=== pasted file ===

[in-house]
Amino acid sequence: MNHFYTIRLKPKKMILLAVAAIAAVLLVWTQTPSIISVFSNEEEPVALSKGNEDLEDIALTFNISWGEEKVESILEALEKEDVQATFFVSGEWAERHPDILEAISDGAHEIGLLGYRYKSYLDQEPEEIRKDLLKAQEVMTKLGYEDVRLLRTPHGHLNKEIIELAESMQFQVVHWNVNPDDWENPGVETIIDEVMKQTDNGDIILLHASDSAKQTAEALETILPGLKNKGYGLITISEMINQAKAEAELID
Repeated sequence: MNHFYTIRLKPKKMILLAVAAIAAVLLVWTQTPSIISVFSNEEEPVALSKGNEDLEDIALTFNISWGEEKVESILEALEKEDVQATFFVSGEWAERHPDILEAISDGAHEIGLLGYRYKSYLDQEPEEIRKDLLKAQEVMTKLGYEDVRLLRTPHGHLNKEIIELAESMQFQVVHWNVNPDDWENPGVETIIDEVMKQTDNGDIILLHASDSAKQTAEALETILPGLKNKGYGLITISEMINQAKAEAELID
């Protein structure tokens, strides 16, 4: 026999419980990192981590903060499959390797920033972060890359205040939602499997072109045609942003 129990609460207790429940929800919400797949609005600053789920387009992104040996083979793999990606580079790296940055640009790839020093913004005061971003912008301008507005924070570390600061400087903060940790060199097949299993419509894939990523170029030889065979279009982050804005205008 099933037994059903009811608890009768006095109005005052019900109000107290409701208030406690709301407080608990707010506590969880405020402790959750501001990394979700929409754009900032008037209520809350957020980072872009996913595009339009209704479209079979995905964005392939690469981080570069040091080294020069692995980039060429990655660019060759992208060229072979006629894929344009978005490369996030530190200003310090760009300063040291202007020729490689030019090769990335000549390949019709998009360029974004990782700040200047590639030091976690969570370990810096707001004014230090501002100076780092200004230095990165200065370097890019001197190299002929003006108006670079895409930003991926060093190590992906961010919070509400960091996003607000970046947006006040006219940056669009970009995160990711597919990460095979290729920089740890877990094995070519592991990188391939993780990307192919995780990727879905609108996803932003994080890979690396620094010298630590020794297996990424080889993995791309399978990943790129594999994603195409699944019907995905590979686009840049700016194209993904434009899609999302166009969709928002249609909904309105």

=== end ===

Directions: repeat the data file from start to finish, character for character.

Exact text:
[in-house]
Amino acid sequence: MNHFYTIRLKPKKMILLAVAAIAAVLLVWTQTPSIISVFSNEEEPVALSKGNEDLEDIALTFNISWGEEKVESILEALEKEDVQATFFVSGEWAERHPDILEAISDGAHEIGLLGYRYKSYLDQEPEEIRKDLLKAQEVMTKLGYEDVRLLRTPHGHLNKEIIELAESMQFQVVHWNVNPDDWENPGVETIIDEVMKQTDNGDIILLHASDSAKQTAEALETILPGLKNKGYGLITISEMINQAKAEAELID
Repeated sequence: MNHFYTIRLKPKKMILLAVAAIAAVLLVWTQTPSIISVFSNEEEPVALSKGNEDLEDIALTFNISWGEEKVESILEALEKEDVQATFFVSGEWAERHPDILEAISDGAHEIGLLGYRYKSYLDQEPEEIRKDLLKAQEVMTKLGYEDVRLLRTPHGHLNKEIIELAESMQFQVVHWNVNPDDWENPGVETIIDEVMKQTDNGDIILLHASDSAKQTAEALETILPGLKNKGYGLITISEMINQAKAEAELID
């Protein structure tokens, strides 16, 4: 026999419980990192981590903060499959390797920033972060890359205040939602499997072109045609942003 129990609460207790429940929800919400797949609005600053789920387009992104040996083979793999990606580079790296940055640009790839020093913004005061971003912008301008507005924070570390600061400087903060940790060199097949299993419509894939990523170029030889065979279009982050804005205008 099933037994059903009811608890009768006095109005005052019900109000107290409701208030406690709301407080608990707010506590969880405020402790959750501001990394979700929409754009900032008037209520809350957020980072872009996913595009339009209704479209079979995905964005392939690469981080570069040091080294020069692995980039060429990655660019060759992208060229072979006629894929344009978005490369996030530190200003310090760009300063040291202007020729490689030019090769990335000549390949019709998009360029974004990782700040200047590639030091976690969570370990810096707001004014230090501002100076780092200004230095990165200065370097890019001197190299002929003006108006670079895409930003991926060093190590992906961010919070509400960091996003607000970046947006006040006219940056669009970009995160990711597919990460095979290729920089740890877990094995070519592991990188391939993780990307192919995780990727879905609108996803932003994080890979690396620094010298630590020794297996990424080889993995791309399978990943790129594999994603195409699944019907995905590979686009840049700016194209993904434009899609999302166009969709928002249609909904309105």